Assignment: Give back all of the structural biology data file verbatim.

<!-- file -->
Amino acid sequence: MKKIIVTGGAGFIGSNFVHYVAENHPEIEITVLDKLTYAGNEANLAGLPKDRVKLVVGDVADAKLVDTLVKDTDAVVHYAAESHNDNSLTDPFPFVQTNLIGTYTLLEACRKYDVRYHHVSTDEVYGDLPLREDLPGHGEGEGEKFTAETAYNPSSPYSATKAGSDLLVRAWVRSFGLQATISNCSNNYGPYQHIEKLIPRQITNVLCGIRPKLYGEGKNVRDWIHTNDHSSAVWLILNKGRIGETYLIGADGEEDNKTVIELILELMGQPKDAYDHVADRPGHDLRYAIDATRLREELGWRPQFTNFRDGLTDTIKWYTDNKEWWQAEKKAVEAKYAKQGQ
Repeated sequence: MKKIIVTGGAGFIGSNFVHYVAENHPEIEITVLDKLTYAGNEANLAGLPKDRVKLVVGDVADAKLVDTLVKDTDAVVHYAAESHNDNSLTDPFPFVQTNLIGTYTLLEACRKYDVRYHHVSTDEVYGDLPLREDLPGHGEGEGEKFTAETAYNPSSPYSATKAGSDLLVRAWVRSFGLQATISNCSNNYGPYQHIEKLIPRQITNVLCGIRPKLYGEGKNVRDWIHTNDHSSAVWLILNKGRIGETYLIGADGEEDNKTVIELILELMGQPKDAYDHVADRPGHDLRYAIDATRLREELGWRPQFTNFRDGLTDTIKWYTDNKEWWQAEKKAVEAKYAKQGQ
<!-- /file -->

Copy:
Amino acid sequence: MKKIIVTGGAGFIGSNFVHYVAENHPEIEITVLDKLTYAGNEANLAGLPKDRVKLVVGDVADAKLVDTLVKDTDAVVHYAAESHNDNSLTDPFPFVQTNLIGTYTLLEACRKYDVRYHHVSTDEVYGDLPLREDLPGHGEGEGEKFTAETAYNPSSPYSATKAGSDLLVRAWVRSFGLQATISNCSNNYGPYQHIEKLIPRQITNVLCGIRPKLYGEGKNVRDWIHTNDHSSAVWLILNKGRIGETYLIGADGEEDNKTVIELILELMGQPKDAYDHVADRPGHDLRYAIDATRLREELGWRPQFTNFRDGLTDTIKWYTDNKEWWQAEKKAVEAKYAKQGQ
Repeated sequence: MKKIIVTGGAGFIGSNFVHYVAENHPEIEITVLDKLTYAGNEANLAGLPKDRVKLVVGDVADAKLVDTLVKDTDAVVHYAAESHNDNSLTDPFPFVQTNLIGTYTLLEACRKYDVRYHHVSTDEVYGDLPLREDLPGHGEGEGEKFTAETAYNPSSPYSATKAGSDLLVRAWVRSFGLQATISNCSNNYGPYQHIEKLIPRQITNVLCGIRPKLYGEGKNVRDWIHTNDHSSAVWLILNKGRIGETYLIGADGEEDNKTVIELILELMGQPKDAYDHVADRPGHDLRYAIDATRLREELGWRPQFTNFRDGLTDTIKWYTDNKEWWQAEKKAVEAKYAKQGQ